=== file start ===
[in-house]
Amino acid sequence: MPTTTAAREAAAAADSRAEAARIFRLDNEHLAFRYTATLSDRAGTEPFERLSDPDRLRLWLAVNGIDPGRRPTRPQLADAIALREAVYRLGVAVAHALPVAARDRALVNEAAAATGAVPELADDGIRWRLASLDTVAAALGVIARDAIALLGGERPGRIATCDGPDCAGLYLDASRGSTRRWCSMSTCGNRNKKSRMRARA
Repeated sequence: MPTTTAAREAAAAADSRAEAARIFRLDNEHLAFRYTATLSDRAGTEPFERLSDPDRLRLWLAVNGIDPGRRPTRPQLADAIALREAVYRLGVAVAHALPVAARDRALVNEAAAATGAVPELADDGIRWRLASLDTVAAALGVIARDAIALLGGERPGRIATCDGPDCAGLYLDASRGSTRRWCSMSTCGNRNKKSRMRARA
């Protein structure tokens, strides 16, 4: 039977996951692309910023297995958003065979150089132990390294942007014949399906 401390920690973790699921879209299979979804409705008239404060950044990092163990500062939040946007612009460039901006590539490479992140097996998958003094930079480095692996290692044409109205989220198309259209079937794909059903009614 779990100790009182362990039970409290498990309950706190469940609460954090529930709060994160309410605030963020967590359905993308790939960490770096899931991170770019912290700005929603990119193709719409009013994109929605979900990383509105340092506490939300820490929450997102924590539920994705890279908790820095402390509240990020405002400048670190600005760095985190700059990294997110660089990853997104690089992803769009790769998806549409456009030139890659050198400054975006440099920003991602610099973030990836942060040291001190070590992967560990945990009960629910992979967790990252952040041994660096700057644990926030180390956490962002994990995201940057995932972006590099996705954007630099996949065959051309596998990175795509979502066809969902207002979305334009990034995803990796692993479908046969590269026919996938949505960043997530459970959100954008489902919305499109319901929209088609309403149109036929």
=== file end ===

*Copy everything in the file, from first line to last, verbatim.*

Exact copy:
[in-house]
Amino acid sequence: MPTTTAAREAAAAADSRAEAARIFRLDNEHLAFRYTATLSDRAGTEPFERLSDPDRLRLWLAVNGIDPGRRPTRPQLADAIALREAVYRLGVAVAHALPVAARDRALVNEAAAATGAVPELADDGIRWRLASLDTVAAALGVIARDAIALLGGERPGRIATCDGPDCAGLYLDASRGSTRRWCSMSTCGNRNKKSRMRARA
Repeated sequence: MPTTTAAREAAAAADSRAEAARIFRLDNEHLAFRYTATLSDRAGTEPFERLSDPDRLRLWLAVNGIDPGRRPTRPQLADAIALREAVYRLGVAVAHALPVAARDRALVNEAAAATGAVPELADDGIRWRLASLDTVAAALGVIARDAIALLGGERPGRIATCDGPDCAGLYLDASRGSTRRWCSMSTCGNRNKKSRMRARA
């Protein structure tokens, strides 16, 4: 039977996951692309910023297995958003065979150089132990390294942007014949399906 401390920690973790699921879209299979979804409705008239404060950044990092163990500062939040946007612009460039901006590539490479992140097996998958003094930079480095692996290692044409109205989220198309259209079937794909059903009614 779990100790009182362990039970409290498990309950706190469940609460954090529930709060994160309410605030963020967590359905993308790939960490770096899931991170770019912290700005929603990119193709719409009013994109929605979900990383509105340092506490939300820490929450997102924590539920994705890279908790820095402390509240990020405002400048670190600005760095985190700059990294997110660089990853997104690089992803769009790769998806549409456009030139890659050198400054975006440099920003991602610099973030990836942060040291001190070590992967560990945990009960629910992979967790990252952040041994660096700057644990926030180390956490962002994990995201940057995932972006590099996705954007630099996949065959051309596998990175795509979502066809969902207002979305334009990034995803990796692993479908046969590269026919996938949505960043997530459970959100954008489902919305499109319901929209088609309403149109036929």